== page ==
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Mets' Dominic Smith on bench, which isn't his fault - Pete Alonso is just too hot

Smith is hitting .417 in limited duty, but Alonso is batting .364 with six homers and 17 RBIs in his first 12 games.

The Mets' Dominic Smith, left, is met by

The Mets' Dominic Smith, left, is met by Jason Vargas after scoring during the first inning against the Marlins on Tuesday in Miami. Credit: AP/Lynne Sladky

ATLANTA — Dominic Smith, relegated to the bench for all but one of the Mets’ first dozen games, “can be an everyday first baseman” in the future, manager Mickey Callaway reiterated Thursday.

Just not right now. With Pete Alonso performing even better than reasonably could have been expected — he had a .366/.435/.878 slash line with a Mets-record 15 RBIs in his first 11 games — Callaway has had little choice but to leave the rookie in there. Alonso’s 454-foot, two-run homer against the Braves on Thursday night gave him six homers and 17 RBIs in 12 games.

Smith is 5-for-12 (.417) with four RBIs, playing almost exclusively as a late-inning pinch hitter/defensive replacement.

“Dom has performed well as we’ve seen, Alonso has been amazing. It’s a balancing act that’s tough,” Callaway said.

“When you’re a player, you have to deal with your situation, and I think [Smith is] dealing it with the best he can. He’s staying upbeat, he’s staying positive, he’s pulling for his teammates, even maybe the guy playing in front of him, which is rare. He’s doing a great job at his role at this point. There’s no doubt at some point he’ll be an everyday first baseman.”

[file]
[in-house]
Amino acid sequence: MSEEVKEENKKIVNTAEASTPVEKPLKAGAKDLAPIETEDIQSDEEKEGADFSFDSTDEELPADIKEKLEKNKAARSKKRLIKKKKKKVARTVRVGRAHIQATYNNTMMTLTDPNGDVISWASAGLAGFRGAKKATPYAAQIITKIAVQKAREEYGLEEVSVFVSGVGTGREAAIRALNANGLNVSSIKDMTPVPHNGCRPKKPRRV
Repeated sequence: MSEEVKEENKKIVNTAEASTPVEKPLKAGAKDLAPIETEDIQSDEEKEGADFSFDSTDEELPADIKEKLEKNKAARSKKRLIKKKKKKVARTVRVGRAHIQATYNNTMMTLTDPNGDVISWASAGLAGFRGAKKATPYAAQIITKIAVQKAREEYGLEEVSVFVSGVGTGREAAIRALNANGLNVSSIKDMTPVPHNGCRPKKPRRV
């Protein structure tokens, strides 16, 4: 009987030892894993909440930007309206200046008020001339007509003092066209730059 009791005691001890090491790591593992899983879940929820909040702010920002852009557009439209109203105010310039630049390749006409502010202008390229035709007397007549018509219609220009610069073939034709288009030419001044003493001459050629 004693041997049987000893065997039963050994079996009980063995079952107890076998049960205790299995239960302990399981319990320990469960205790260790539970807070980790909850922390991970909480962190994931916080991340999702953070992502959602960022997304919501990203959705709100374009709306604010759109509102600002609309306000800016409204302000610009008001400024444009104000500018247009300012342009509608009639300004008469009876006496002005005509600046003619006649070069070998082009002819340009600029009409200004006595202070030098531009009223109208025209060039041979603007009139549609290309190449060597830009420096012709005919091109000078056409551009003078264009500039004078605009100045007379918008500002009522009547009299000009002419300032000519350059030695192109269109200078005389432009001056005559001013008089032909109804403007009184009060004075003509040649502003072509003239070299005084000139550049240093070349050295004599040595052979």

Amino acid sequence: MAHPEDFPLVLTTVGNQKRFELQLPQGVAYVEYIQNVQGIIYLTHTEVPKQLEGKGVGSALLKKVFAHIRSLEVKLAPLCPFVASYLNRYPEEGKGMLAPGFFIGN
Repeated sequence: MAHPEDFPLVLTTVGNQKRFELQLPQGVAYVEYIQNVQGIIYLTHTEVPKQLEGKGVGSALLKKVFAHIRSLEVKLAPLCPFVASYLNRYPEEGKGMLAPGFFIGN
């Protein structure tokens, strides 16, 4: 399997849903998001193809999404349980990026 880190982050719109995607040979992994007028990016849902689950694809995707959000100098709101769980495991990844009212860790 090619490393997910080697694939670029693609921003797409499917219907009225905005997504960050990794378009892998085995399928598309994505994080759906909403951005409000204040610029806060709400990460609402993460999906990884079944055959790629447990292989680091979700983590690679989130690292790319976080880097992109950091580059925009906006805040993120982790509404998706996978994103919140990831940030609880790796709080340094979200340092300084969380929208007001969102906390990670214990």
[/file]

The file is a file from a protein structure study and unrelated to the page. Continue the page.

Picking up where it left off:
Teams sometimes prefer to have their promising young position players get full-time at-bats in the minors rather than serve as reserves in the majors to avoid interrupting their development. But with Smith, who is only 23 and spent parts of the previous two seasons in the big leagues, his skill set is valuable enough in a part-time role that he’s worth keeping around, Callaway said.

The Mets might have a tough decision to make if everybody is healthy when Todd Frazier and, eventually, Jed Lowrie come back.

“He’s gotten quite a lot of playing time for having only one start so far,” Callaway said. “If we can keep him doing that, we can still have a quality player on our hands. It’s always difficult to be just a bench player and come off the bench, but he’s done a great job of keeping himself locked in so far. There’s a lot of value there.”

Frazier gets closer

Frazier (strained left oblique) will rejoin the Mets “any day now,” Callaway said. He went 1-for-3 with two walks and two RBIs for advanced Class A St. Lucie on Thursday, playing five innings at third and four innings at first.

“He needs to get comfortable so he can come up here at 100 percent,” Callaway said. “We’ve talked about this with all of these [injured] guys. We want to make sure they’re in the right spot. So we’ll continue to talk to him. The [Mets’ talent evaluators] that are watching him feel like he’s very close. The player and everybody needs to be comfortable with it when we activate him.

“How close is probably going to be decided by the player here in the end. You have a goal of how many at-bats and things like that. He’s pretty much at that threshold. So I would hope that’s going to be soon.”

After missing all of the Grapefruit League season and playing in several extended spring training games, Frazier is 5-for-23 (.217) with five strikeouts in six games for St. Lucie.

Extra bases

Juan Lagares got his fifth start in center Thursday. Callaway said Keon Broxton is scheduled to play Friday . . .  Jessica Mendoza, a baseball operations adviser for the Mets and a “Sunday Night Baseball” commentator for ESPN, is in Atlanta for this series, splitting time between her two roles. She chatted with uniformed Mets personnel during batting practice Thursday and will call the game Sunday.

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